Alfred James Scott vs State of Florida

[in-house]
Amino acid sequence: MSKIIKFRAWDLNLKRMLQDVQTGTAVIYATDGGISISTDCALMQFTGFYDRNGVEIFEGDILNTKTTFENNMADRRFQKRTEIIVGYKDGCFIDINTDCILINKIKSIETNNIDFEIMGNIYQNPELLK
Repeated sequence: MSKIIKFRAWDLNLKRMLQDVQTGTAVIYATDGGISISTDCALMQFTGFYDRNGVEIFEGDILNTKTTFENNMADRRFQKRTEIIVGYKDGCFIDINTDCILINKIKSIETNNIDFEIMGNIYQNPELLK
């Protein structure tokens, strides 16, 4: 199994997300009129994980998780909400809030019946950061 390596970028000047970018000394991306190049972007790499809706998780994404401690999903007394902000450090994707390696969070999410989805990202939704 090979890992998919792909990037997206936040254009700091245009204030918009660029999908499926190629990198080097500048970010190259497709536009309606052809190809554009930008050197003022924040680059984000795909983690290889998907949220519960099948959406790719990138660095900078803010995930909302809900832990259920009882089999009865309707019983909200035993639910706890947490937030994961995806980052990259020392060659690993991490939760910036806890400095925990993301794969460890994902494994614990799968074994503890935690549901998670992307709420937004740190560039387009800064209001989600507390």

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FIRST DISTRICT COURT OF APPEAL STATE OF FLORIDA _____________________________ No. 1D17-4089 _____________________________ ALFRED JAMES SCOTT, Appellant, v. STATE OF FLORIDA, Appellee. _____________________________ On appeal from the Circuit Court for Duval County. Russell Healey, Judge. August 10, 2018 PER CURIAM. Alfred James Scott appeals the trial court’s order modifying his probation. Because the State failed to prove that Scott willfully violated a substantial condition of his probation, we reverse. Scott entered an open plea of guilty to one count of selling marijuana. Since he had no prior record, the trial court withheld adjudication of guilt and imposed twenty-one months’ probation and a ninety-day jail sentence, which the court suspended based on Scott’s assurances that he had secured a job at Home Depot. A few months later, the State filed an affidavit alleging Scott violated probation by failing to obtain employment with Home Depot. It was undisputed that Scott had obtained employment— in fact, he had two jobs totaling sixty hours per week—but he did not get the job at Home Depot. As a result, the court concluded that Scott willfully and substantially violated his probation, and it modified his probation to impose the jail time. Scott argues the trial court erred in finding a willful and substantial violation of probation based on a condition not imposed by the trial court. We agree. The transcript of the original sentencing hearing reflects a discussion regarding employment at Home Depot, but the actual condition of probation imposed by the court was that Scott obtain a full-time job or show good faith efforts to do so. Specifically, the court explained, And if he doesn’t get a job [at Home Depot], in addition to the 90 days – well, the condition of probation is he gets a job, full-time job, or show at least five applications per week until he gets a job. The written probation order is consistent with the court’s oral pronouncement. Indeed, the State concedes that the court did not impose employment at Home Depot as a condition of probation, instead arguing it was a “separate agreement” that governed Scott’s suspended sentence. However, the “language used in a condition of probation is determinative of a probationer’s duties and responsibilities while on probation.” Odom v. State, 15 So. 3d 672, 677 (Fla. 1st DCA 2009) (quoting Stanley v. State, 922 So. 2d 411, 414 (Fla. 5th DCA 2006)). Because the State’s evidence did not show that Scott failed to obtain a full-time job, the court erred in finding a willful and substantial violation of probation. REVERSED and REMANDED. ROWE and RAY, JJ., concur; MAKAR, J., concurring in result with opinion. 2 _____________________________ Not final until disposition of any timely and authorized motion under Fla. R. App. P. 9.330 or 9.331. _____________________________ MAKAR, J., concurring in result with opinion. Thirty-two-year-old Alfred James Scott, who had no prior criminal record, pled guilty to one count of selling marijuana. At the sentencing hearing, the trial judge imposed a ninety-day suspended sentence with twenty-one months of probation thereafter. The suspended sentence was conditioned on Scott getting a job at Home Depot, which Scott said he had lined up. In his oral pronouncement, however, the trial judge was unclear as to whether this condition applied to the suspended sentence or, more generally, was a condition of probation, saying “well, the condition of probation is he gets a job, full-time job, or show at least five applications per week until he gets a job.” Confusion resulted in an “Order on Probation,” signed by the trial judge, stating verbatim what he had required as to full-time work and job applications without mention of the Home Depot job. Two months later, the Department filed a violation report, stating as grounds that Scott did not get the job at Home Depot. At the revocation hearing, Scott’s probation officer testified that “[h]e’s been complying with everything I asked him to do.” She confirmed that he obtained full-time employment, but that “[h]e did not get the Home Depot job.” She explained that she “got a letter stating why he didn’t get it, I'm assuming because of his background he didn’t get the job. He was offered the job but as his background came they didn’t—they rescinded the offer.” Scott testified, confirming that he’d received an offer of employment, but that it was revoked when Home Depot learned he was on probation. He then sought other employment and was hired fulltime at Michael’s (40+ hours weekly) and part-time at McDonald’s (20 hours weekly). He reapplied to Home Depot as well. 3 On this record, Scott’s counsel argued that no willful violation occurred: Scott had received an offer from Home Depot, which was withdrawn due to his probationary status, a matter over which Scott had no control, and Scott mitigated the setback by getting two jobs totaling more than full-time employment. The trial judge, however, concluded that Scott engaged in a willful and substantial violation because “he had guaranteed me he had [the Home Depot job] . . . which turned out to be not true.” The trial judge expressed confusion as to why there was a need for a probation revocation hearing because the “suspended sentence [was] based on getting the job at Home Depot” and was not a condition of probation. The hearing concluded with the trial judge saying, “[t]hat will teach me a lesson. Just do what I should have done in the first place,” i.e., to incarcerate Scott without the employment-at-Home Depot condition. On appeal, Scott asserts that the trial court erred in concluding that his failure to secure the Home Depot job was a substantial and willful violation of the conditions placed upon him. He also argues that the condition that he work full-time is fundamental error, citing caselaw finding such a condition invalid. See White v. State, 619 So. 2d 429, 431 (Fla. 1st DCA 1993) (holding that “a probationer cannot be ordered to maintain full-time employment and that imposition of such a requirement is sufficiently egregious to constitute fundamental error.”); see also Aviles v. State, 165 So. 3d 841, 843 (Fla. 1st DCA 2015) (holding that “it is improper to require a probationer, without exception, to maintain full-time employment as a condition of probation because factors out of the probationer’s control could prevent completion of this requirement. . . . A probationer can be ordered to either maintain full-time employment or provide proof of job searches”) (citations omitted). Taking the latter issue first, Scott assured the trial judge that he had the Home Depot job and willingly accepted the employment condition to avoid incarceration. He did not object to the condition and, instead, embraced it, thereby waiving his ability to assert fundamental error on appeal as to the condition’s validity. Universal Ins. Co. of N. Am. v. Warfel, 82 So. 3d 47, 65 (Fla. 2012). That he’s waived the right to seek invalidation of the Home Depot condition in its entirety, however, does not mean he 4 waived all other errors, including the basic requirement that a willful and substantial violation of the condition must be proven. Because he acceded to the condition of Home Depot employment, appellate review is limited to whether the trial court’s finding that Scott violated that condition meets applicable standards. Turning to this second issue, the appellate standard of review of the trial court’s order is for an abuse of discretion. Aviles, 165 So. 3d at 842; see also Brill v. State, 32 So. 2d 607, 609 (Fla. 1947) (revocation of a suspended sentence subject to whether trial court abused its discretion). Stated differently, an “appellate court must determine whether or not the trial court acted in an arbitrary, fanciful or unreasonable manner in determining that [the probationer’s] violation was both willful and substantial.” Friddle v. State, 989 So. 2d 1254, 1255 (Fla. 1st DCA 2008) (citing State v. Carter, 835 So. 2d 259, 262 (Fla. 2002)). Here, the panel concludes that Home Depot employment was not a condition of probation, but the trial court unequivocally said that it was a condition of the suspended sentence, making it unclear whether the oral or written pronouncement controls, a point upon which this district is somewhat indeterminate. Compare Odom v. State, 15 So. 3d 672, 677 (Fla. 1st DCA 2009) (stating that “‘the language used in a condition of probation is determinative of a probationer’s duties and responsibilities while on probation.’”) (quoting Stanley v. State, 922 So. 2d 411, 414 (Fla. 5th DCA 2006)), with Rowland v. State, 548 So. 2d 812, 814 (Fla. 1st DCA 1989) (“A trial court’s oral pronouncement controls over its written order.”). The trial court was adamant that the condition at issue was placed on Scott’s suspended sentence and not a condition of probation, saying: “Technically I guess I’ll find that it is a willful violation, substantial violation of his probation, despite the fact we shouldn’t even be here because it was a suspended sentence based on getting the job at Home Depot.” Regardless of whether the Home Depot condition was placed on Scott’s suspended sentence (as the trial judge believed) or was a condition of probation (though not mentioned in the probation order), the same standard of appellate review applies: whether the trial court’s decision was an abuse of discretion. Brill, 32 So. 5 2d at 609; Aviles, 165 So. 3d at 842. Either way, that standard is met in this case: it was an abuse of discretion on this record to find Scott’s failure to get the Home Depot job as both willful and substantial. First, it wasn’t willful because “[r]easonable efforts to comply with a condition of probation cannot be deemed a willful violation.” Aviles, 165 So. 3d at 842. Scott did all he could to secure the Home Depot job, and when it fell through, he sensibly undertook efforts in applying for and obtaining full-time employment at Michael’s and part-time employment at McDonald’s, exceeding the workweek the Home Depot job offered. Such efforts are commendable and show initiative; they are the converse of willful avoidance of an employment condition. And jailing Scott short-circuited his two jobs, as well as his future employment prospects. In addition, Scott was forthright with the trial judge about the Home Depot position, making clear at sentencing that he had the job in hand subject to the employer’s receipt of papers showing the disposition of his case: THE COURT: What is the status of this Home Depot? THE DEFENDANT: They are waiting – they are waiting on my disposition papers. I'm going to fax it to them and once that clears, that I will be hired. THE COURT: So you think if I don’t put you in jail, you will get that job? THE DEFENDANT: I know it for a fact, sir. (Emphasis added). The trial judge was told that the Home Depot job was conditioned on the disposition papers, making it clear that Scott’s exuberance was likewise conditioned on this contingency. To conclude that Scott had “guaranteed” employment at Home Depot, when the employer’s final decision hinged on the disposition papers, was unjustified, particularly given the recognized principle that probation cannot be revoked based on matters over which the probationer has no control. Aviles, 165 So. 3d at 843; see also Winfield v. State, 406 So. 2d 50, 52 (Fla. 1st DCA 1981) (“State must show that failure to maintain or acquire employment was willful and not caused by 6 circumstances beyond the probationer’s control.”). The probation officer confirmed what happened, that Scott did everything required of him, but that Home Depot reneged upon receipt of the papers showing Scott’s status, a decision beyond Scott’s control. To the extent the trial judge felt that Scott hadn’t told the truth about the status of the Home Depot job, the transcript contradicts such a conclusion. Second, it wasn’t a substantial violation of the Home Depot employment condition. Had Scott gotten a full-time job at Lowe’s, rather than Home Depot, it would not be a substantial violation—let alone a material one, under the circumstances. See, e.g., § 948.06(1)(a), Fla. Stat. (2018) (requiring “reasonable grounds to believe that a probationer . . . has violated his probation . . . in a material respect”); Smith v. State, 68 So. 3d 968, 969 (Fla. 1st DCA 2011) (“[S]light delay in appearing at the jail on the day he was to begin serving that term of incarceration was not shown to be a willful and substantial violation . . . .”). That Scott gained employment at two jobs (one full-time with a national arts and crafts chain and one part-time with an international fast-food chain) is equally immaterial. Nothing in the record suggests that full-time employment with a home improvement supply company matters, particularly where the general probationary requirement was simply having a full-time job, which Scott exceeded. As such, it was an abuse of discretion to incarcerate Scott, who had no criminal record and had far surpassed what was required of him as to securing full-time employment. For these reasons, reversal in this case is appropriate whether employment at Home Depot was a condition of Scott’s suspended sentence or was (or was not) a condition of probation. _____________________________ Andy Thomas, Public Defender, and Joel Arnold, Assistant Public Defender, Tallahassee, for Appellant. Pamela Jo Bondi, Attorney General, and Jason W. Rodriguez, Assistant Attorney General, Tallahassee, for Appellee. 7